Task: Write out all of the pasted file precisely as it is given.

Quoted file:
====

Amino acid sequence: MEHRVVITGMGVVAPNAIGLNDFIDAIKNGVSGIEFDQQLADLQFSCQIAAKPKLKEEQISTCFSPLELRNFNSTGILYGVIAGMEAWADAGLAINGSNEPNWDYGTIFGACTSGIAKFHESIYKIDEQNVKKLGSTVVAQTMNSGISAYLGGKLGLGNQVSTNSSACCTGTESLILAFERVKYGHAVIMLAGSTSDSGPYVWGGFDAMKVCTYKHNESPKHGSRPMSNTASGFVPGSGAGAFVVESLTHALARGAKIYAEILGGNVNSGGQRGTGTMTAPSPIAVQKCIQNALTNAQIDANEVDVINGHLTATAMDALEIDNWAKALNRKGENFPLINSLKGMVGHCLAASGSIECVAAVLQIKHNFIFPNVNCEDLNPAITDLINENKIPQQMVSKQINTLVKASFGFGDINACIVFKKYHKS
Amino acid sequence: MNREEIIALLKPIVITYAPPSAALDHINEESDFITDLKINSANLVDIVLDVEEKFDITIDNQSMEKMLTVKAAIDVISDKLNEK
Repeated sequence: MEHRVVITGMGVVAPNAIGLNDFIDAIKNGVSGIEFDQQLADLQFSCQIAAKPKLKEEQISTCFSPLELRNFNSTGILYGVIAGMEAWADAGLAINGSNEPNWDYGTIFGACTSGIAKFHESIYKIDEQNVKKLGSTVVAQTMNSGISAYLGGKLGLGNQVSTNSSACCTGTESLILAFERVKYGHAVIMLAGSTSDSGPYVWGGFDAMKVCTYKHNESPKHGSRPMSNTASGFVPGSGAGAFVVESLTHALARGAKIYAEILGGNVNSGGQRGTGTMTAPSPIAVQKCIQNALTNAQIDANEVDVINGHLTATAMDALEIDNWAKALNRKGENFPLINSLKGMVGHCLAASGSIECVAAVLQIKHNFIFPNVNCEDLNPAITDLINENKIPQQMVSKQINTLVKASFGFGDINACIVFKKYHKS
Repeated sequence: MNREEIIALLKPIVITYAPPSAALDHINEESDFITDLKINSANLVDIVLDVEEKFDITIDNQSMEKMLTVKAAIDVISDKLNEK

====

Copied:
Amino acid sequence: MEHRVVITGMGVVAPNAIGLNDFIDAIKNGVSGIEFDQQLADLQFSCQIAAKPKLKEEQISTCFSPLELRNFNSTGILYGVIAGMEAWADAGLAINGSNEPNWDYGTIFGACTSGIAKFHESIYKIDEQNVKKLGSTVVAQTMNSGISAYLGGKLGLGNQVSTNSSACCTGTESLILAFERVKYGHAVIMLAGSTSDSGPYVWGGFDAMKVCTYKHNESPKHGSRPMSNTASGFVPGSGAGAFVVESLTHALARGAKIYAEILGGNVNSGGQRGTGTMTAPSPIAVQKCIQNALTNAQIDANEVDVINGHLTATAMDALEIDNWAKALNRKGENFPLINSLKGMVGHCLAASGSIECVAAVLQIKHNFIFPNVNCEDLNPAITDLINENKIPQQMVSKQINTLVKASFGFGDINACIVFKKYHKS
Amino acid sequence: MNREEIIALLKPIVITYAPPSAALDHINEESDFITDLKINSANLVDIVLDVEEKFDITIDNQSMEKMLTVKAAIDVISDKLNEK
Repeated sequence: MEHRVVITGMGVVAPNAIGLNDFIDAIKNGVSGIEFDQQLADLQFSCQIAAKPKLKEEQISTCFSPLELRNFNSTGILYGVIAGMEAWADAGLAINGSNEPNWDYGTIFGACTSGIAKFHESIYKIDEQNVKKLGSTVVAQTMNSGISAYLGGKLGLGNQVSTNSSACCTGTESLILAFERVKYGHAVIMLAGSTSDSGPYVWGGFDAMKVCTYKHNESPKHGSRPMSNTASGFVPGSGAGAFVVESLTHALARGAKIYAEILGGNVNSGGQRGTGTMTAPSPIAVQKCIQNALTNAQIDANEVDVINGHLTATAMDALEIDNWAKALNRKGENFPLINSLKGMVGHCLAASGSIECVAAVLQIKHNFIFPNVNCEDLNPAITDLINENKIPQQMVSKQINTLVKASFGFGDINACIVFKKYHKS
Repeated sequence: MNREEIIALLKPIVITYAPPSAALDHINEESDFITDLKINSANLVDIVLDVEEKFDITIDNQSMEKMLTVKAAIDVISDKLNEK